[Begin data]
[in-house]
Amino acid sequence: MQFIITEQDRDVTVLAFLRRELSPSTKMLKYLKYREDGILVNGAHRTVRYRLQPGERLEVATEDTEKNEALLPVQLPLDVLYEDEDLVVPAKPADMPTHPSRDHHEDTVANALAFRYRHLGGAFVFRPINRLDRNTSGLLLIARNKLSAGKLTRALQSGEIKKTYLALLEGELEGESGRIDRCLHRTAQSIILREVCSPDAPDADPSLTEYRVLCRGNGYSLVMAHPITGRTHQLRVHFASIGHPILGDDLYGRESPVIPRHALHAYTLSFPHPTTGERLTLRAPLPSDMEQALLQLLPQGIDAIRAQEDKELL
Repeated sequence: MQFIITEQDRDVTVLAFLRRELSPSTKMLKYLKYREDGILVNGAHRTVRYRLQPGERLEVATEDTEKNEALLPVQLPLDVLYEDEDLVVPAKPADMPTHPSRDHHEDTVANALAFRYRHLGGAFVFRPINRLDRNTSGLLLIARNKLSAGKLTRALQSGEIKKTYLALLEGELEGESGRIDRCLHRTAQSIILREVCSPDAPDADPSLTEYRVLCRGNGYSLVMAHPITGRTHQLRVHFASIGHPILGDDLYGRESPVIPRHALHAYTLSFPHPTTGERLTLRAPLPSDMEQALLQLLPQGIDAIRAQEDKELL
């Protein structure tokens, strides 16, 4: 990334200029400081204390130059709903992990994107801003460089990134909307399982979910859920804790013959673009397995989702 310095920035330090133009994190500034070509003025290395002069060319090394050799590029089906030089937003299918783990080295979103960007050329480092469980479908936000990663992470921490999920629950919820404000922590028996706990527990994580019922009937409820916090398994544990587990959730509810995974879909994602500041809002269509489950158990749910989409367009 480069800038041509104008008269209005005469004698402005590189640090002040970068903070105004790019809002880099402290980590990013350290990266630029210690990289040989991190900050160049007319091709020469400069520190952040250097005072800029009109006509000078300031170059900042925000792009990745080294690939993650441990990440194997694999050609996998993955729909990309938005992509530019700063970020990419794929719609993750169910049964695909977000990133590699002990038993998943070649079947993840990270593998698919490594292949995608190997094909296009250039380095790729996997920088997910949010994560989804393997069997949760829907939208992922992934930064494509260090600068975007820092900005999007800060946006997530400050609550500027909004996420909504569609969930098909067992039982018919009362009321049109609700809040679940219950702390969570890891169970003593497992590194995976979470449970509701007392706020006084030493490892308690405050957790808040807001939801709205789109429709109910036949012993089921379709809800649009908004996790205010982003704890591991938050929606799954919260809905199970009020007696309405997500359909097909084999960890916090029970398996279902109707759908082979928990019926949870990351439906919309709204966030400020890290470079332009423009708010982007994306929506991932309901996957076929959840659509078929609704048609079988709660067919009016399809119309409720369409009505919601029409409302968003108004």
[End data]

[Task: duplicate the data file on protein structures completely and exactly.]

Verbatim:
[in-house]
Amino acid sequence: MQFIITEQDRDVTVLAFLRRELSPSTKMLKYLKYREDGILVNGAHRTVRYRLQPGERLEVATEDTEKNEALLPVQLPLDVLYEDEDLVVPAKPADMPTHPSRDHHEDTVANALAFRYRHLGGAFVFRPINRLDRNTSGLLLIARNKLSAGKLTRALQSGEIKKTYLALLEGELEGESGRIDRCLHRTAQSIILREVCSPDAPDADPSLTEYRVLCRGNGYSLVMAHPITGRTHQLRVHFASIGHPILGDDLYGRESPVIPRHALHAYTLSFPHPTTGERLTLRAPLPSDMEQALLQLLPQGIDAIRAQEDKELL
Repeated sequence: MQFIITEQDRDVTVLAFLRRELSPSTKMLKYLKYREDGILVNGAHRTVRYRLQPGERLEVATEDTEKNEALLPVQLPLDVLYEDEDLVVPAKPADMPTHPSRDHHEDTVANALAFRYRHLGGAFVFRPINRLDRNTSGLLLIARNKLSAGKLTRALQSGEIKKTYLALLEGELEGESGRIDRCLHRTAQSIILREVCSPDAPDADPSLTEYRVLCRGNGYSLVMAHPITGRTHQLRVHFASIGHPILGDDLYGRESPVIPRHALHAYTLSFPHPTTGERLTLRAPLPSDMEQALLQLLPQGIDAIRAQEDKELL
């Protein structure tokens, strides 16, 4: 990334200029400081204390130059709903992990994107801003460089990134909307399982979910859920804790013959673009397995989702 310095920035330090133009994190500034070509003025290395002069060319090394050799590029089906030089937003299918783990080295979103960007050329480092469980479908936000990663992470921490999920629950919820404000922590028996706990527990994580019922009937409820916090398994544990587990959730509810995974879909994602500041809002269509489950158990749910989409367009 480069800038041509104008008269209005005469004698402005590189640090002040970068903070105004790019809002880099402290980590990013350290990266630029210690990289040989991190900050160049007319091709020469400069520190952040250097005072800029009109006509000078300031170059900042925000792009990745080294690939993650441990990440194997694999050609996998993955729909990309938005992509530019700063970020990419794929719609993750169910049964695909977000990133590699002990038993998943070649079947993840990270593998698919490594292949995608190997094909296009250039380095790729996997920088997910949010994560989804393997069997949760829907939208992922992934930064494509260090600068975007820092900005999007800060946006997530400050609550500027909004996420909504569609969930098909067992039982018919009362009321049109609700809040679940219950702390969570890891169970003593497992590194995976979470449970509701007392706020006084030493490892308690405050957790808040807001939801709205789109429709109910036949012993089921379709809800649009908004996790205010982003704890591991938050929606799954919260809905199970009020007696309405997500359909097909084999960890916090029970398996279902109707759908082979928990019926949870990351439906919309709204966030400020890290470079332009423009708010982007994306929506991932309901996957076929959840659509078929609704048609079988709660067919009016399809119309409720369409009505919601029409409302968003108004």